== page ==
It’s no secret that when Ralf Schumacher left Williams for Toyota in 2004, he did so under somewhat of a cloud.
Schumacher jnr had been asked to take a pay cut of £5m by Sir Frank Williams and Sir Patrick Head after being routinely outclassed by team-mate Juan Pablo Montoya over the course of 2003 and 2004 having, up to then, looked like he was developing into a world-beater.
“He’s not always aggressive enough,” Sir Frank Williams said of Ralf. “I’d imagine Ralf’s so pissed off having a brother who’s that successful, he’d practically kill to beat him.”
But nobody has ever accused Ralf Schumacher of lacking in confidence, and unwavering in the belief he was a top-class driver – not one who’d fast-tracked his way to Formula 1 on the back of his surname, and certainly not a #2 – he refused Williams’ offer, and left for Toyota, who were ready to spend big on drivers with winning pedigree to progress their big-budget Formula 1 project after a couple of years in F1’s midfield.
The project fell flat, and when Ralf finally said goodbye to Formula 1 at the end of 2007, the truth is that there seemed to be very few people who were too sad to see him go.
But his fall from grace at Williams clearly isn’t something he’s forgotten, and he’s taken the team’s current predicament as an opportunity to remind us what he thinks is wrong at his former employer.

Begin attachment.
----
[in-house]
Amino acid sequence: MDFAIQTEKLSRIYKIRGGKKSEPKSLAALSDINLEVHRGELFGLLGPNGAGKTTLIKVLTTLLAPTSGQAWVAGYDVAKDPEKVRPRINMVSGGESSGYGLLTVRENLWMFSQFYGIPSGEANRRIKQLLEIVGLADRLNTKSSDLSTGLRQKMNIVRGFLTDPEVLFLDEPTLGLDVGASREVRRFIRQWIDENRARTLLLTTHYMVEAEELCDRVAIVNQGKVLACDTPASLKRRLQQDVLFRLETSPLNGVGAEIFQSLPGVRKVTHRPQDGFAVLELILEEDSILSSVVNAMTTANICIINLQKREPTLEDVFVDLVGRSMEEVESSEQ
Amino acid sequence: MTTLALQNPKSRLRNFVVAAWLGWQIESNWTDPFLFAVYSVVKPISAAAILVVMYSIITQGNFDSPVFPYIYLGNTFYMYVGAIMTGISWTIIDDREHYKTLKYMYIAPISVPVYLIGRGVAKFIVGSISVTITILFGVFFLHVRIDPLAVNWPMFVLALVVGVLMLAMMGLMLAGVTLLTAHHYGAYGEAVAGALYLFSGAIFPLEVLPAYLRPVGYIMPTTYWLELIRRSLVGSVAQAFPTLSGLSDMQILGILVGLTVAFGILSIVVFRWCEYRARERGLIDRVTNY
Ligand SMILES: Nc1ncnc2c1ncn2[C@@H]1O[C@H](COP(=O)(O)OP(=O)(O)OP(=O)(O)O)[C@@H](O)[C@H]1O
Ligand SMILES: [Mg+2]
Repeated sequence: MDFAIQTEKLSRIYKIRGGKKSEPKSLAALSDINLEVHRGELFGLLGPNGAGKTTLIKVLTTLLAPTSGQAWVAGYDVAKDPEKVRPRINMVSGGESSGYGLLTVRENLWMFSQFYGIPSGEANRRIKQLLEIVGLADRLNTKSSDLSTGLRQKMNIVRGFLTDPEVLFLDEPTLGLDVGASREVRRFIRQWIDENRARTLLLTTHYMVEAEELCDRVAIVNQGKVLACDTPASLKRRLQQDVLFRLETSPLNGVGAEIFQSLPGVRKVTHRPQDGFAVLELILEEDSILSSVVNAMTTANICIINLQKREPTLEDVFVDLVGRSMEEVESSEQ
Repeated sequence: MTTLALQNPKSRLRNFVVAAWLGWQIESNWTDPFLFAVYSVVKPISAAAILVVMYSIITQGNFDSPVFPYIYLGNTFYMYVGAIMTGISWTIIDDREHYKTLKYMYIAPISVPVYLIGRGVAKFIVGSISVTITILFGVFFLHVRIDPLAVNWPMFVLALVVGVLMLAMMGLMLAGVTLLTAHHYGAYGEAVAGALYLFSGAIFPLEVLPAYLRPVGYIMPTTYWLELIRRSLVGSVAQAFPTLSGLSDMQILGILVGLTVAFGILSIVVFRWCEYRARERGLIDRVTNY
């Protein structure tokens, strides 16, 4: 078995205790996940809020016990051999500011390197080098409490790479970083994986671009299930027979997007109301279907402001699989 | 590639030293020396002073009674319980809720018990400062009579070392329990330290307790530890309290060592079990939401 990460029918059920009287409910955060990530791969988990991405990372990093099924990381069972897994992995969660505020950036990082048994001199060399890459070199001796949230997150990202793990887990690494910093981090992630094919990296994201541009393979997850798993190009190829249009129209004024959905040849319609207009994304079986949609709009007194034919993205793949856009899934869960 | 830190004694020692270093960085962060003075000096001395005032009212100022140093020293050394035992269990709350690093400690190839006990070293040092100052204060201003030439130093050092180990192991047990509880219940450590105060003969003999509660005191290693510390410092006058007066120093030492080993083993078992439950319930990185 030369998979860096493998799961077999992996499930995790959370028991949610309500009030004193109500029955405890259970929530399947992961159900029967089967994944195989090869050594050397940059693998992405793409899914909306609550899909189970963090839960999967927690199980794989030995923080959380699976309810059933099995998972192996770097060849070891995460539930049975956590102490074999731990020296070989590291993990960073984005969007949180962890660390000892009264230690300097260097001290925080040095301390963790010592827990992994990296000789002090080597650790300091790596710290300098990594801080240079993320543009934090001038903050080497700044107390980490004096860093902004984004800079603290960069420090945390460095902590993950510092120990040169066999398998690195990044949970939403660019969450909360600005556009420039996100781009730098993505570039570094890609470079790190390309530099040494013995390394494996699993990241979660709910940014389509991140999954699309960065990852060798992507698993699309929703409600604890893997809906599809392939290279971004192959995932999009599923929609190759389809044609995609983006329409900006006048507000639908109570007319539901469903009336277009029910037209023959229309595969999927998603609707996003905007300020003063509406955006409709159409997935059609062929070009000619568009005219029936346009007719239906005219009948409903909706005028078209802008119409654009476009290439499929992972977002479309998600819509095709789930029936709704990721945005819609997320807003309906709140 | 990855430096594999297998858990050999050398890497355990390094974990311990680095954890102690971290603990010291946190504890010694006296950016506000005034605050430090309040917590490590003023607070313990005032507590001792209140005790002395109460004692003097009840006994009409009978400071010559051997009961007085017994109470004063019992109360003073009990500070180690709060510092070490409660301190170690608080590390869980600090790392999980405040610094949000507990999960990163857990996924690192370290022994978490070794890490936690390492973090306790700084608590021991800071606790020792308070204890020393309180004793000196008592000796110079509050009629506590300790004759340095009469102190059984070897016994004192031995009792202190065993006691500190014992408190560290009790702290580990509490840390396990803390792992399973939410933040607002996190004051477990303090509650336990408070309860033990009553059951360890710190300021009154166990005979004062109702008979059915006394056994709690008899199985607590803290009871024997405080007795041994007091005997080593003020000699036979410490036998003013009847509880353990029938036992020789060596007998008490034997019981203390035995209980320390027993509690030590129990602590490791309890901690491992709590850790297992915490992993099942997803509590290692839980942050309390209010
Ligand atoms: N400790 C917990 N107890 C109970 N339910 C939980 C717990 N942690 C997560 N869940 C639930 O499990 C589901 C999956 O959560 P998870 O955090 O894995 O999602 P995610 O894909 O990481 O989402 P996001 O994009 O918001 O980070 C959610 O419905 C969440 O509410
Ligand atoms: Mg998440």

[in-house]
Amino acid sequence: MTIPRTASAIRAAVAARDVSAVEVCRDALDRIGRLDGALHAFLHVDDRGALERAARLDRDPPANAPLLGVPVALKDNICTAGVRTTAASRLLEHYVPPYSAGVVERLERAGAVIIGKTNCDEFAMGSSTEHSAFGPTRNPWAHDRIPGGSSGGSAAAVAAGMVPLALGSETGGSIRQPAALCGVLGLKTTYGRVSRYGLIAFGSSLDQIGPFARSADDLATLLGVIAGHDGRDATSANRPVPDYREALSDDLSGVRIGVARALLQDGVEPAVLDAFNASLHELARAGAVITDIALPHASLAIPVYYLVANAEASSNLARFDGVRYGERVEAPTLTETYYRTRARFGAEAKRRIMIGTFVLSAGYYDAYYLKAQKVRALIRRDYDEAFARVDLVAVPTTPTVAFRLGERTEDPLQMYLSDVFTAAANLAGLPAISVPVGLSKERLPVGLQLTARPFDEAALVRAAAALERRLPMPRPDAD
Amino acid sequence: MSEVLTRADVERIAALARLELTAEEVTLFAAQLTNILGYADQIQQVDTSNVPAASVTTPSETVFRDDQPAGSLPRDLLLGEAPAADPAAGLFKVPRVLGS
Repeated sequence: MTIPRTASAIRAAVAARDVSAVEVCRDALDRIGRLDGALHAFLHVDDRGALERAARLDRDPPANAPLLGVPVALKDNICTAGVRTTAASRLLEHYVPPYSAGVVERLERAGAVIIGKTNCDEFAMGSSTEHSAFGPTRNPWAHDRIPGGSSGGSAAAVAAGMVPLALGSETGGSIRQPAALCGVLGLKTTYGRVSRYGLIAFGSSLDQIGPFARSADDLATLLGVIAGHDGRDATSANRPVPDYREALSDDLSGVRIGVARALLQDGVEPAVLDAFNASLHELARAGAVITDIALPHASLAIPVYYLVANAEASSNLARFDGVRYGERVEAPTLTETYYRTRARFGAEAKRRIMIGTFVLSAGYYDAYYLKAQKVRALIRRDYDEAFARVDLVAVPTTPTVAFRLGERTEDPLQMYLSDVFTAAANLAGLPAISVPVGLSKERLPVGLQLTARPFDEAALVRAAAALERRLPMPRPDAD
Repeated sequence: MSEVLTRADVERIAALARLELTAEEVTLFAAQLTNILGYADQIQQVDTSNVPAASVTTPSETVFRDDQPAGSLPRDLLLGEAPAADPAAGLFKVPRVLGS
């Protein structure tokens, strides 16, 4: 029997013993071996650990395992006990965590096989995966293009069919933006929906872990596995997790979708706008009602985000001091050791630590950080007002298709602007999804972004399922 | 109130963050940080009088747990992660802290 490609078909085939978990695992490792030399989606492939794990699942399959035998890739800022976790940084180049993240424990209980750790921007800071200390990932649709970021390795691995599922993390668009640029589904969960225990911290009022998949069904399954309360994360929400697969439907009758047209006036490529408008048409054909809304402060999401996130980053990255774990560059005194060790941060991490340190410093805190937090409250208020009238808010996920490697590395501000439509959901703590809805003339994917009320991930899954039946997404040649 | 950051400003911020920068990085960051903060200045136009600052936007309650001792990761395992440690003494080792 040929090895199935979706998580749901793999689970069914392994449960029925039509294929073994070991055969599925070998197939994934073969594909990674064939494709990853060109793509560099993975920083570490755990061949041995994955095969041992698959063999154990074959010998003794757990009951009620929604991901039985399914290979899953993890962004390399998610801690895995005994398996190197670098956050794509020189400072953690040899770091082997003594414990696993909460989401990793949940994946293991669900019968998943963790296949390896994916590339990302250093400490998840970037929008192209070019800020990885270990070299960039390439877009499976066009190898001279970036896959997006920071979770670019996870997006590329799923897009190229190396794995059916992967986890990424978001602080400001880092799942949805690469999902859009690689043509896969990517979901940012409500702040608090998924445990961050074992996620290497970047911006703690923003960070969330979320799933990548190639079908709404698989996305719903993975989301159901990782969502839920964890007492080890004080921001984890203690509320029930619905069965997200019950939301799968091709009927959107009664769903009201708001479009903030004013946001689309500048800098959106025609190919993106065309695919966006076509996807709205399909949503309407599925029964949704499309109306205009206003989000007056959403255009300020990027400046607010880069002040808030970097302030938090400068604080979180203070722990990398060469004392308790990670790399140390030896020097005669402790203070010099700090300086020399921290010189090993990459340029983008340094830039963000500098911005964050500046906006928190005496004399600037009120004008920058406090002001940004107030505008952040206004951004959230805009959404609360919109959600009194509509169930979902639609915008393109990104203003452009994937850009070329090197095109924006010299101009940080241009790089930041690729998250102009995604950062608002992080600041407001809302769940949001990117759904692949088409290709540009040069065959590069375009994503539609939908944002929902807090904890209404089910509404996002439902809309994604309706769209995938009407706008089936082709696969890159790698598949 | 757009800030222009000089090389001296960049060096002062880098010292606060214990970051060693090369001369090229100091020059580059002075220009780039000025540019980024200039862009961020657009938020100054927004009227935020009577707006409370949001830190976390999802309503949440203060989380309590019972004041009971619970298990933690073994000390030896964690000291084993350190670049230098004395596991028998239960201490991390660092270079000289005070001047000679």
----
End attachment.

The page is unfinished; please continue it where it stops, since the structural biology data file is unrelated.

“It looks like neither Frank Williams nor his daughter were able to lead the team in a modern style” Schumacher told Speedweek.
“The path should have been cleared there years ago for young management personnel. I experienced this myself – times have simply changed.”
“The Frank Williams system was always about exerting a lot of pressure from above.”
“[It’s] a style of leadership from the 70s and 80s, a bit of a reign of fear and terror. It’s a shame because I think people need to be motivated.”
He goes on to say that – in his opinion – the team can survive and thrive “but only if Frank and Claire withdraw completely and a good investor comes on board”.
Schumacher left Williams 16 years ago, and the Williams Team of 2004 is a completely different beast to the outfit it was announced is up for sale late last week.
So quite why the German thinks he has the solution to Williams’ current predicament (not – according to Schumacher – as a result of F1’s crazy financial & regulatory makeup, of COVID nixing the first half of a crucial season, or the team’s title sponsor breaking its contract leaving Williams £10m in the hole*, but because of Sir Frank Williams’ continued involvement), and that the answer is for Sir Frank to step down, I’m not really very sure.